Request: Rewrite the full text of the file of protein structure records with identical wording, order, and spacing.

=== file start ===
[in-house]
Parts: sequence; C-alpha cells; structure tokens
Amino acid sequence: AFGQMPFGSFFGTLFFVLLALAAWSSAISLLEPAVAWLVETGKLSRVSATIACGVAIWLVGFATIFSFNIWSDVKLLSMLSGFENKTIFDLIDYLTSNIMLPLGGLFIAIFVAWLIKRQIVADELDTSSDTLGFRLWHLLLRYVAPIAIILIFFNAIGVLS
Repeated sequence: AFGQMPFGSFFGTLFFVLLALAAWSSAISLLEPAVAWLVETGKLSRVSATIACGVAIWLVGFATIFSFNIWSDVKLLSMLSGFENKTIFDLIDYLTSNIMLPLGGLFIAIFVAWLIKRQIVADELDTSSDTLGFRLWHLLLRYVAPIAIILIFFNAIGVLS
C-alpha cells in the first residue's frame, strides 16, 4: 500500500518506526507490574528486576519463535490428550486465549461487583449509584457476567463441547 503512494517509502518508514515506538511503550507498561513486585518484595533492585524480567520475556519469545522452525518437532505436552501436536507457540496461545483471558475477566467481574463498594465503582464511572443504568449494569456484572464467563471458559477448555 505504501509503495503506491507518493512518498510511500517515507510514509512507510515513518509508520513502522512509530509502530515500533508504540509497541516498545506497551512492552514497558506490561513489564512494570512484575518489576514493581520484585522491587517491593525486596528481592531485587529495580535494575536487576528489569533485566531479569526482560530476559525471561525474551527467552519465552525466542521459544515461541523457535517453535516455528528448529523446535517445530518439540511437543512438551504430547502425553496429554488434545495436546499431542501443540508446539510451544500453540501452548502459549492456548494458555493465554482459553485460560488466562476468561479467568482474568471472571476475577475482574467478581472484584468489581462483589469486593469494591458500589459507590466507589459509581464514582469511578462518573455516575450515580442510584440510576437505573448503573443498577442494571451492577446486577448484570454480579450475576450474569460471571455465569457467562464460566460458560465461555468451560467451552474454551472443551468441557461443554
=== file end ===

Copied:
[in-house]
Parts: sequence; C-alpha cells; structure tokens
Amino acid sequence: AFGQMPFGSFFGTLFFVLLALAAWSSAISLLEPAVAWLVETGKLSRVSATIACGVAIWLVGFATIFSFNIWSDVKLLSMLSGFENKTIFDLIDYLTSNIMLPLGGLFIAIFVAWLIKRQIVADELDTSSDTLGFRLWHLLLRYVAPIAIILIFFNAIGVLS
Repeated sequence: AFGQMPFGSFFGTLFFVLLALAAWSSAISLLEPAVAWLVETGKLSRVSATIACGVAIWLVGFATIFSFNIWSDVKLLSMLSGFENKTIFDLIDYLTSNIMLPLGGLFIAIFVAWLIKRQIVADELDTSSDTLGFRLWHLLLRYVAPIAIILIFFNAIGVLS
C-alpha cells in the first residue's frame, strides 16, 4: 500500500518506526507490574528486576519463535490428550486465549461487583449509584457476567463441547 503512494517509502518508514515506538511503550507498561513486585518484595533492585524480567520475556519469545522452525518437532505436552501436536507457540496461545483471558475477566467481574463498594465503582464511572443504568449494569456484572464467563471458559477448555 505504501509503495503506491507518493512518498510511500517515507510514509512507510515513518509508520513502522512509530509502530515500533508504540509497541516498545506497551512492552514497558506490561513489564512494570512484575518489576514493581520484585522491587517491593525486596528481592531485587529495580535494575536487576528489569533485566531479569526482560530476559525471561525474551527467552519465552525466542521459544515461541523457535517453535516455528528448529523446535517445530518439540511437543512438551504430547502425553496429554488434545495436546499431542501443540508446539510451544500453540501452548502459549492456548494458555493465554482459553485460560488466562476468561479467568482474568471472571476475577475482574467478581472484584468489581462483589469486593469494591458500589459507590466507589459509581464514582469511578462518573455516575450515580442510584440510576437505573448503573443498577442494571451492577446486577448484570454480579450475576450474569460471571455465569457467562464460566460458560465461555468451560467451552474454551472443551468441557461443554